- And home warranties? What about their representatives continually pushing their brand to be used in a transaction?
While brochures can identify what is and isn’t included in a home warranty and there are various levels of coverage, the consumer finds out the hard way when an issue in the “gray area” appears and the coverage they thought would take care of an issue does not.
- How much of a cut does the home warranty representative receive every time a warranty is sold?
Everyone has their hand in a real estate transaction which is fine, but I think there needs to be greater transparency across the board. If broker commissions must be shown on websites to the consumer, the consumer ought to get an accounting at closing as to the compensation received by all the parties involved who get paid as a result.
Sure, the cost of a home warranty is a line item on the closing statement, but we don’t see how that amount is apportioned between the home warranty representative and the home warranty company and who made what at closing with all the services involved.
I could go on and on, but these lawsuits have created an entirely new set of issues that might not have been considered, especially in regard to all of the ancillary businesses (and there are quite a few) that feed off the real estate train.
We are the only profession that essentially has always worked with no compensation upfront and only paid if the listing we took sold, the buyer bought, the property was leased or we found a prospective renter a place to live.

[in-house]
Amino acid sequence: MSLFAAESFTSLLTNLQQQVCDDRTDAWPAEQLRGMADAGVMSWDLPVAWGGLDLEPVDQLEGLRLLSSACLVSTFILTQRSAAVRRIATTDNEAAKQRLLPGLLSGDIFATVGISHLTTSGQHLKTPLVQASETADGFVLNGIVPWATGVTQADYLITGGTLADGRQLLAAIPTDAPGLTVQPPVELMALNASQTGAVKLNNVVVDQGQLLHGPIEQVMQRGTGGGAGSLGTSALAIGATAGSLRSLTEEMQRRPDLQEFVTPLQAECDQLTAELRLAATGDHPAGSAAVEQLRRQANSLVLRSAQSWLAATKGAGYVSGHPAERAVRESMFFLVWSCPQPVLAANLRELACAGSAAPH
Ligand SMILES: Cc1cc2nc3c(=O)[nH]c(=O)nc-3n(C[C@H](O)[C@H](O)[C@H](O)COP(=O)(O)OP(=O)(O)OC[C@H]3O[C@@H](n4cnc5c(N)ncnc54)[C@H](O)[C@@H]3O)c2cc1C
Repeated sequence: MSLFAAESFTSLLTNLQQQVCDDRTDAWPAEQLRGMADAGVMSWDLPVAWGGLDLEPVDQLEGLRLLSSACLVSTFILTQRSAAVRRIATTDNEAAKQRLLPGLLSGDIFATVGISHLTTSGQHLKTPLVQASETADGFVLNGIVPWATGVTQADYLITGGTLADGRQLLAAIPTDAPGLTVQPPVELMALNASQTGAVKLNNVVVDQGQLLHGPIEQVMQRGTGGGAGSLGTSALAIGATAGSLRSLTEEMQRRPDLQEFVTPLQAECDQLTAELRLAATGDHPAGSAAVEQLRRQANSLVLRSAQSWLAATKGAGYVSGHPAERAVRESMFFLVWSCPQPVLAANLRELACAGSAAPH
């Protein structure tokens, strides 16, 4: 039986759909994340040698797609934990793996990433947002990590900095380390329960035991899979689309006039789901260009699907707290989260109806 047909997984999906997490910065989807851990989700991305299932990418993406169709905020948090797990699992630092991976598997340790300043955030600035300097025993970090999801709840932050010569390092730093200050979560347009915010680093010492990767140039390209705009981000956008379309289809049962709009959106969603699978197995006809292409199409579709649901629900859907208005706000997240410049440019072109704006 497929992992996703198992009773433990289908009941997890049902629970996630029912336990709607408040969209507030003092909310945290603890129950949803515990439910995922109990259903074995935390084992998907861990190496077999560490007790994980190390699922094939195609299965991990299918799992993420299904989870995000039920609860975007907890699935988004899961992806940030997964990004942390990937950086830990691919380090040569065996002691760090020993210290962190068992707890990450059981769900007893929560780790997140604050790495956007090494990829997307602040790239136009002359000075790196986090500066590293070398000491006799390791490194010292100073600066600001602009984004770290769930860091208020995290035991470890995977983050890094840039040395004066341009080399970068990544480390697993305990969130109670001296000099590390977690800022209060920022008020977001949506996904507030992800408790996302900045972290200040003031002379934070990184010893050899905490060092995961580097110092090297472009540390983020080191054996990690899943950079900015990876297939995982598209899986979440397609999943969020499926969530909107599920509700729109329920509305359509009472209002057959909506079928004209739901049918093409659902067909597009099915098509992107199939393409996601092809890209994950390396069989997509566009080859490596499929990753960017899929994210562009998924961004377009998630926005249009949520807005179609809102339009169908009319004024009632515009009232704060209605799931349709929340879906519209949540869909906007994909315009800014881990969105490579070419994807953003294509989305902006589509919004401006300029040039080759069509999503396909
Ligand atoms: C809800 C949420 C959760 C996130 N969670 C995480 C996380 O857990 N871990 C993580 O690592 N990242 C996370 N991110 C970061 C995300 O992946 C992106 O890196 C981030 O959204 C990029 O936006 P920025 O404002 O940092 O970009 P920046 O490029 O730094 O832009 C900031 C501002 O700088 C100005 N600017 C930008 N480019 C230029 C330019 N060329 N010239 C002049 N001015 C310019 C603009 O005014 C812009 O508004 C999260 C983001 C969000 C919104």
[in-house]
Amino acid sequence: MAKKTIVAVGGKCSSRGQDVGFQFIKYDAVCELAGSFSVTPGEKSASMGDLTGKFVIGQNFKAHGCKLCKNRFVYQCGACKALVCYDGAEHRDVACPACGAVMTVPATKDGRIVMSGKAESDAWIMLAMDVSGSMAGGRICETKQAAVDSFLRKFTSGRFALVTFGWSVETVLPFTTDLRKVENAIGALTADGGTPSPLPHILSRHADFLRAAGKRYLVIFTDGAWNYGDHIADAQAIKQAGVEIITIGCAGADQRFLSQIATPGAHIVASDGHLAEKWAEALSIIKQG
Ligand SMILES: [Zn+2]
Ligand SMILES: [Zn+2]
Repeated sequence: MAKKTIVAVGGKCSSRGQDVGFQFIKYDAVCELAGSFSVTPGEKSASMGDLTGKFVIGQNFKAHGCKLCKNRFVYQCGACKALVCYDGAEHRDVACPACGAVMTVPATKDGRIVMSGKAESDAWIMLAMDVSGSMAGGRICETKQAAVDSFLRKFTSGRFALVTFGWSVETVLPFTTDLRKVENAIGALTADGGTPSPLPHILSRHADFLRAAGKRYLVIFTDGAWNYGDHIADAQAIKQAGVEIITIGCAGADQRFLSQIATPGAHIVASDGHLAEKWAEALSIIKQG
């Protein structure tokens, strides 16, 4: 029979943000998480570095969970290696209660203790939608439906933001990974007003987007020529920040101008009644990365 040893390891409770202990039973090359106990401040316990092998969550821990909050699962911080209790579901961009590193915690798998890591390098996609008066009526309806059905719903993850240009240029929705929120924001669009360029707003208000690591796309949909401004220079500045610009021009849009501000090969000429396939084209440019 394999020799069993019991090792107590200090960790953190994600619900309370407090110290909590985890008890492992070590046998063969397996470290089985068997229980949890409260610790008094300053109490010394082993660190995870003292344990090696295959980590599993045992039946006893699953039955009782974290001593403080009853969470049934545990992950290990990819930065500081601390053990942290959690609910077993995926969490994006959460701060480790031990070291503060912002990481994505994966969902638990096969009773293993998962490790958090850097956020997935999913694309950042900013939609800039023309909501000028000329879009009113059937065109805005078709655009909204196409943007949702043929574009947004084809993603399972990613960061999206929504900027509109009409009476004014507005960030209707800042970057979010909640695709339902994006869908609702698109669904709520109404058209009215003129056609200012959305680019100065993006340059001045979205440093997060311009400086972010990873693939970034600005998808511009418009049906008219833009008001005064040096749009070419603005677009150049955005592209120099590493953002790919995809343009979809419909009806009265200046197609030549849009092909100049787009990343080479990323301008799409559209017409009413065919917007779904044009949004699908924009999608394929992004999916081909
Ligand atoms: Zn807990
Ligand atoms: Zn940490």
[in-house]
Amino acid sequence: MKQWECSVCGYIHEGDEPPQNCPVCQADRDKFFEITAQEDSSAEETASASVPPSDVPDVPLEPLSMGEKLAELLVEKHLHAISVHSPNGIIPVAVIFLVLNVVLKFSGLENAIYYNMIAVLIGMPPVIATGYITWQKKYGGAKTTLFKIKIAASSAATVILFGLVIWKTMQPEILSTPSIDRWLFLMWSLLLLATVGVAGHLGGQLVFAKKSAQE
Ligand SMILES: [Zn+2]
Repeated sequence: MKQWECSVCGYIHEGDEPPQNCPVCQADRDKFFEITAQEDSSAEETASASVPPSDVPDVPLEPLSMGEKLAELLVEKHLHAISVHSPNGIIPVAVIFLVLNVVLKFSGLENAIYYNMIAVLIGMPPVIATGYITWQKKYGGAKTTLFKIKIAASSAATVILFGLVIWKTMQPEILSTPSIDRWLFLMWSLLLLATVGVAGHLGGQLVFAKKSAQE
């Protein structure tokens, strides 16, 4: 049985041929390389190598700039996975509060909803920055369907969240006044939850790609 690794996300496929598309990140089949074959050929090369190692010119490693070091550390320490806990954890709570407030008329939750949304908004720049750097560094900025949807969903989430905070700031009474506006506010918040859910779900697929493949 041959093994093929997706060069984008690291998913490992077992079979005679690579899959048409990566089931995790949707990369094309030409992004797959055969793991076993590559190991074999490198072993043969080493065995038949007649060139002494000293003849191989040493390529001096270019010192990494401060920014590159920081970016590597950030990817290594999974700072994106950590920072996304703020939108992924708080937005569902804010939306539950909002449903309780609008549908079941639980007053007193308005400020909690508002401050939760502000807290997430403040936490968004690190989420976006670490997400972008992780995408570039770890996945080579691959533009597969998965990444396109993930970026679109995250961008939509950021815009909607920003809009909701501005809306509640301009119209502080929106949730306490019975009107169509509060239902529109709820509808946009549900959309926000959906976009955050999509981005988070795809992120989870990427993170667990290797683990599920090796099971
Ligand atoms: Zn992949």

Having a buyer’s agency agreement might tame some buyer disloyalty, but, at the same time, it could encourage it, and does not contain protections to ensure the buyer’s agent is compensated, however that is established.
Installing some guardrails (once all this litigation is resolved, assuming it continues to go in the direction of requiring buyers’ agency agreements) will ensure our industry is not upended into total chaos.
And lastly, one minor detail: An accounting of where all this settlement money goes, the number of actual homesellers who joined the lawsuit and how it gets divided up between the plaintiffs and attorneys involved would sure be a nice thing to know — you know, in the interest of transparency.